Listening to these positive and negative feedback signals and balances is the purest form of self-care.

If you start ignoring them, or OVERRIDE the signals, you put yourself in peril.

Here are three areas where you could try to resist OVERRIDING your body’s signals:

  • The tiredness override button. Quality sleep and relaxation are essential for to manage stress well.
  • The recharge override button. Charge your batteries by doing something you love instead of another chore on the list.
  • The social override button. As social creatures, we need to connect. Sometimes our role is to protect the people in our community and sometimes we need their support. Both roles help us build empathy, trust and ultimately resilience.


O is also for OXYGEN

When I think of OXYGEN, I think trees.

Trees make the OXYGEN we breathe to stay alive.

Quick refresher: Trees convert carbon dioxide and water into OXYGEN through photosynthesis. They transform light energy, captured from the sun, and use it to convert water and carbon dioxide from the soil into oxygen.

This means that trees and people have an interdependent relationship: trees take in carbon dioxide and release OXYGEN; we breathe in OXYGEN and breathe out carbon dioxide.

If you’re out in nature today enjoying the fresh air and practising some stress busting activities, be sure to thank the trees around you!

stress busting


I am lucky to have never had a PANIC ATTACK but I have taken three people to hospital who have been experiencing panic attacks.

The third person was a foreigner on the street in Beijing who had been dropped by a taxi opposite the hospital. As I cycled by he asked me to help him get across the road and I accompanied him into the hands of the professionals. I called his friends on his phone and stayed until they arrived. What struck me was the utter belief that he was going to die.

As the person witnessing someone else’s PANIC ATTACK, our job is to stay calm and ask how we can help. Speak slowly and simply. Reassure them the attack will pass. Offer to breathe slowly with them (although this is very hard when you are having an attack). Stay with them until they are better or someone comes to collect them.

P is also for PAUSE

One word.

Sometimes less is more.

The ultimate stress busting move.


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As we saw in F with the Flight or Fight response, the physiology of the body changes when you are faced with a real or imaginary threat.

Your heartbeat and respiration rates increase to fuel your body for a rapid response. Think of it like the priming of your body ready to fight or flee. Hormones are released which tense your muscles ready for action.

Understanding the body’s natural fight or flight response can help you cope with these changes in your body. When you notice that you are becoming tense, you can fall back on some stress busting ways to calm yourself and your body.

One way is to…


QUIETEN YOUR NERVOUS SYSTEM (another more positive Q)

The only part of the Autonomic Nervous System that you can control is your breathing, so breath is one of the most effective ways to bring yourself back to calm.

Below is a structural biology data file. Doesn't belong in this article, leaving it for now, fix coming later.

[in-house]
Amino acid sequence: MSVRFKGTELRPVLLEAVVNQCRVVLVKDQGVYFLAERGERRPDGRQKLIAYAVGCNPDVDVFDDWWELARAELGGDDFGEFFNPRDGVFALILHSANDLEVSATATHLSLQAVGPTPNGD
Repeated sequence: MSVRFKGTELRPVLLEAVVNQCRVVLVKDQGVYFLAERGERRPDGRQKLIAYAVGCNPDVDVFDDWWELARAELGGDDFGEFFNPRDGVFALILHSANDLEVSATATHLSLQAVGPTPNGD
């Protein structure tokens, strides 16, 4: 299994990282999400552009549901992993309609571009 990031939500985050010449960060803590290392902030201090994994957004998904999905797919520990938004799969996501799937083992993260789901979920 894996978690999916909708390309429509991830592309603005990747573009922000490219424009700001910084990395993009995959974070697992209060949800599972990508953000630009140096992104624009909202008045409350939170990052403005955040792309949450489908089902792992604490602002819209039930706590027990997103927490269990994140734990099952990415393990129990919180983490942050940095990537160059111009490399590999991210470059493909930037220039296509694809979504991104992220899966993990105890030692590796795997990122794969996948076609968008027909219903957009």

To slow your breathing down, you may need to empty your lungs first. When you are scared, you often get stuck in an upper chest breathing pattern where your lungs stay inflated and you take small sips of air in and out.

Start by blowing air out through your mouth, or lift your arms and shrug as you exhale with a loud ‘ha’ sound. Do that a few times and then focus on making your out-breath longer than your in-breath. This sends signals to your brain that you are safe and your body will start to QUIETEN down.

You can do other calming practices such as gentle yoga, listening to music, finding a quiet place or finding someone to share your experience with. We all need to recover in different ways – find what’s right for you.

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What’s the difference between REACTIVE and responsive?

When you are REACTIVE, it’s generally your emotions that are leading the way. Anger. Frustration. Rejection. Or another emotion.

When you are responsive, you take the time to shape your response. There is a gap between a stimulus and your response – and in that gap you give yourself time to respond from your head.

It’s not easy to do, it definitely takes practice. It all starts with awareness, so watch how other people react or respond and then how you react or act yourself.

R is also for REST & DIGEST

REST & DIGEST mode is the parasympathetic branch of the Autonomous Nervous System (ANS) – I like to think of it as the green zone. This is where you want to live your life.

The red zone is the Fight, Flight or Freeze mode, or the sympathetic branch of the ANS. [See the letter F].

Yes, there are many external reasons that you end up in the red zone, but there are also many ways you can bring your body back into the green zone.

Here are three simple stress busting activities I do most days:

~Taking a break away from my desk in nature (usually a morning coffee break in my garden).

~Doing a breathing technique to calm the body (at my desk, in my bed, on my yoga mat or while walking…).

~Being in my kitchen. It’s about getting out of my head and back into my body by using my five senses. So much joy in my kitchen.

What stress busting activity could you do today to get back into the green zone?

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STRESSORS are events or situations that cause stress. Some may come from your external environment, such as the big life events, work overwhelm, illness or injury, financial pressure (think we’ve all been feeling that one) OR from your internal environment, such as a lack of control, fear of change, inner criticism … and so on.

They all elicit a stress response from your body. Some responses you can recover from quite quickly when the event passes, but others may mean you are stuck in low levels of stress for a longer period of time. This is when it becomes harmful to your health.